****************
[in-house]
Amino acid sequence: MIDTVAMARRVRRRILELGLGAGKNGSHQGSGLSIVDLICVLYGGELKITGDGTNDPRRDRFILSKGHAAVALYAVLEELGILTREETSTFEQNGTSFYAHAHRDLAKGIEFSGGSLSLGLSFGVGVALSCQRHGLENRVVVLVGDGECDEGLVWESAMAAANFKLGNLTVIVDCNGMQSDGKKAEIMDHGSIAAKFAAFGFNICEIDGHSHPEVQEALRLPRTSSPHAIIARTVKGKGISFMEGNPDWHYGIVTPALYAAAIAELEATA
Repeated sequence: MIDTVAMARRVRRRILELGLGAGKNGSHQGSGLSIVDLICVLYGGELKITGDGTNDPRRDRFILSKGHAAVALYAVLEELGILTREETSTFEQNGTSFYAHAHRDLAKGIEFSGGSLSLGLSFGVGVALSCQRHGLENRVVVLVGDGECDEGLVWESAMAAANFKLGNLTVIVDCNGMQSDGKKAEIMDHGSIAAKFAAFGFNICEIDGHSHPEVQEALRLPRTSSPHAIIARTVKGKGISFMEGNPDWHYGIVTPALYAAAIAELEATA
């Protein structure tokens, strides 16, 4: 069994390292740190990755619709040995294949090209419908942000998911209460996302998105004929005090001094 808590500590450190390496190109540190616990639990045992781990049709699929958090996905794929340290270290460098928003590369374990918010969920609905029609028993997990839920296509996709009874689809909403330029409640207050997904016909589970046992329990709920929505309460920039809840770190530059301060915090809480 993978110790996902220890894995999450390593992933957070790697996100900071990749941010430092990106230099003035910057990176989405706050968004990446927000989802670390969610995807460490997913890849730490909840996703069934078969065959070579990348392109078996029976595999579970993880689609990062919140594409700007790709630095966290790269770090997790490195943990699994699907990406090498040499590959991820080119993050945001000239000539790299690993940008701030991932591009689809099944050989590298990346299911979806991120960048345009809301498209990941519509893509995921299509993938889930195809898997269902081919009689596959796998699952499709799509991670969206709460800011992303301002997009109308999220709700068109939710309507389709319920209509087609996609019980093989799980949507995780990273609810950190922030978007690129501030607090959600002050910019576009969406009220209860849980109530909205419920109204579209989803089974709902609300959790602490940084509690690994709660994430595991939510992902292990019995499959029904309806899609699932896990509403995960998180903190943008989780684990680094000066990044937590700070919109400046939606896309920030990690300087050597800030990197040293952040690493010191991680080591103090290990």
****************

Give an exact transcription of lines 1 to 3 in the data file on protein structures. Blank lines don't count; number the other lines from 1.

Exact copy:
[in-house]
Amino acid sequence: MIDTVAMARRVRRRILELGLGAGKNGSHQGSGLSIVDLICVLYGGELKITGDGTNDPRRDRFILSKGHAAVALYAVLEELGILTREETSTFEQNGTSFYAHAHRDLAKGIEFSGGSLSLGLSFGVGVALSCQRHGLENRVVVLVGDGECDEGLVWESAMAAANFKLGNLTVIVDCNGMQSDGKKAEIMDHGSIAAKFAAFGFNICEIDGHSHPEVQEALRLPRTSSPHAIIARTVKGKGISFMEGNPDWHYGIVTPALYAAAIAELEATA
Repeated sequence: MIDTVAMARRVRRRILELGLGAGKNGSHQGSGLSIVDLICVLYGGELKITGDGTNDPRRDRFILSKGHAAVALYAVLEELGILTREETSTFEQNGTSFYAHAHRDLAKGIEFSGGSLSLGLSFGVGVALSCQRHGLENRVVVLVGDGECDEGLVWESAMAAANFKLGNLTVIVDCNGMQSDGKKAEIMDHGSIAAKFAAFGFNICEIDGHSHPEVQEALRLPRTSSPHAIIARTVKGKGISFMEGNPDWHYGIVTPALYAAAIAELEATA